Fig. 2
figure2

Technique of tracheal stent removal. A retrieval hook was inserted through a sheath and the tip of hook was placed next to the proximal end of the stent. The stent then was carefully dissected from the tracheal wall

Complications of stent removal and follow up

All complications of stent removal were recored and analyzed. Patients were followed up after stent removal, and chest CT scans were performed. Telephone follow-up was used for patients who did not come to the hospital for reexamination.

Statistical analysis

Data were expressed as mean ± standard deviation, and analyzed by student t test and ANOVA. Qualitative data were expressed in percentage, and analyzed by Fisher’s exact test. Patency rate was compared by Log-rank (Mantel-Cox) Test (GraphPad Software, Inc., USA). Statistical significance was considered when p < 0.05.

Results

Patient characteristics

Ninety covered tracheal stents were inserted in the TF group and 76 tracheal stents were implanted in the TS group. Tracheal fistulas were caused by malignant tumor invasion or surgical removal in 81.2% patients in the TF group. There were 47 cases of lung cancer, 2 cases of thyroid cancer and 20 cases of esophageal squamous cell carcinoma. Among lung cancer, 4 cases of lung adenocarcinoma, 1 case of lung adenosquamous carcinoma, the rest are lung squamous cell carcinoma. Tracheal stenosis was caused mainly by benign primary disease requiring tracheotomy or tracheal cannula in 82.1% patients in the TS group. There were 5 cases of lung squamous cell carcinoma, 3 cases of thyroid cancer and 4 cases of esophageal squamous cell carcinoma. The success rate of stent removal was 98.9% (89/90) in the TF group. Only one patient underwent bronchoscopic removal for retained stent pieces after failure of fluoroscopic removal. In the TS group, the success rate of stent removal was 97.4% (74 of 76 stents) and only 2 stents retained. The mean procedure time for stent implantation or removal was similar between two groups. Tumor invasion or tumor operation was the main causes for tracheal fistula, and tracheotomy or trachea cannula was the main causes for tracheal stenosis (p < 0.0001, Table 1).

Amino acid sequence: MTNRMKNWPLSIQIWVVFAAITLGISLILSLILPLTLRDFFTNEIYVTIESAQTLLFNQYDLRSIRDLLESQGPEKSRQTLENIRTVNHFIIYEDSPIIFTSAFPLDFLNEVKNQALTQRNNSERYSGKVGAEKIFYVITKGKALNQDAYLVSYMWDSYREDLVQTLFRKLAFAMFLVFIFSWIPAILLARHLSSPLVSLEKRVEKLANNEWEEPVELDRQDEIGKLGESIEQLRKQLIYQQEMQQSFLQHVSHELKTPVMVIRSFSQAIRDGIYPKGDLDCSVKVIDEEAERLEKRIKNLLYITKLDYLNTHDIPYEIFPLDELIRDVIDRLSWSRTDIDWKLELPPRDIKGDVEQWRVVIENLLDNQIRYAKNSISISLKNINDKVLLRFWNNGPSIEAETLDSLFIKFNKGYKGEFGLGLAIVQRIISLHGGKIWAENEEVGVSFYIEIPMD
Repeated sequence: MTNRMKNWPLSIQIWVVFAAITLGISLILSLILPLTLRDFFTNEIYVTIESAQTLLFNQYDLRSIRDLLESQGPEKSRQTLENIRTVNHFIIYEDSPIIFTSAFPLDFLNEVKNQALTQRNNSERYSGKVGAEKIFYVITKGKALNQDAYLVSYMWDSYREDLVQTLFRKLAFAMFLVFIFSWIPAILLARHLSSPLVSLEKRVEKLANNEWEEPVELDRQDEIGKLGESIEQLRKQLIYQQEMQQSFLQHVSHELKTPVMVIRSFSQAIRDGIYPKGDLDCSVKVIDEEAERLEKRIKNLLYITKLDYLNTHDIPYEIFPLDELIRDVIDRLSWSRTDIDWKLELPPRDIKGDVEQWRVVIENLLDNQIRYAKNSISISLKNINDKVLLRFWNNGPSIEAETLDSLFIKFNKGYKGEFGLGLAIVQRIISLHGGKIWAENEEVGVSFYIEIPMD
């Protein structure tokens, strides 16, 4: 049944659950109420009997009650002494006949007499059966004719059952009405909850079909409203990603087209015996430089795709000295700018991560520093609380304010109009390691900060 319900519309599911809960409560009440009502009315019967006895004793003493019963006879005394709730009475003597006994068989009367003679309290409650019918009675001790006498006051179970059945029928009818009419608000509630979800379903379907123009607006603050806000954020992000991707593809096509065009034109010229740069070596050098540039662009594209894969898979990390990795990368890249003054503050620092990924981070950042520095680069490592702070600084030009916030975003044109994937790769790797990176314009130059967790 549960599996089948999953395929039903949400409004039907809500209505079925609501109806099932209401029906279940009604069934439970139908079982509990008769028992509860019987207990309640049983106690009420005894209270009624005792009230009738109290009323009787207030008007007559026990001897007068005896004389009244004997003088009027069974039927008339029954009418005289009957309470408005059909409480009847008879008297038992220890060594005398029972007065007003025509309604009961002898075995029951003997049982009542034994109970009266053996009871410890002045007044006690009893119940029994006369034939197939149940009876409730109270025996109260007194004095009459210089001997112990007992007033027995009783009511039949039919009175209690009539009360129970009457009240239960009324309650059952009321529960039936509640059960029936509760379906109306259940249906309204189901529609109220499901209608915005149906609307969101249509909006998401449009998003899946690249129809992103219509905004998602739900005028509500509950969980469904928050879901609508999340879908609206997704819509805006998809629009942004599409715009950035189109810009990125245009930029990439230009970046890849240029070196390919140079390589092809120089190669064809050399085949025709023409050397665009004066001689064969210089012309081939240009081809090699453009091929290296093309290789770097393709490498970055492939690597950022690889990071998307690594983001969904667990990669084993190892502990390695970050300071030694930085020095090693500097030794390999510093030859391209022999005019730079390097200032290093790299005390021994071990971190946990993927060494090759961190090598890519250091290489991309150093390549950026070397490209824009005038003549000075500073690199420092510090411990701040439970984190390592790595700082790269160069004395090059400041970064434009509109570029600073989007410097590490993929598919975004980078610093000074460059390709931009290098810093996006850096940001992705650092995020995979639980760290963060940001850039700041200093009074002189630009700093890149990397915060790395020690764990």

Table 1 Patient characteristics

Indications for stent removal and interval

Forty-seven stents implanted for tracheal fistula and 40 stents implanted for tracheal stenosis were routinely removed. Stent migration and stent intolerance were the main indications for early stent removal in both groups. Excessive granulation tissue increased as the time interval after implantation increased, with a mean interval of 142.1 ± 25.9 days for tracheal fistula and 89.9 ± 15.0 day for tracheal stenosis, and was the most common indications for later stent removal. Interestingly, tracheal stents were routinely removed after 107.8 ± 9.8 days and 85.4 ± 6.7 days, respectively, in the TF group and the TS group (Table 2). These two time points are consistent, suggesting that the stent should be removed about 3 months after implantation to reduce the incidence of restenosis. Six bare stents were implanted on an emergency basis in the TS group for severe tracheal stenosis. Three of these stents were removed and replaced by covered stents, with a mean duration of 8.7 ± 3.2 days, and one stent was replaced by a tracheal T-tube.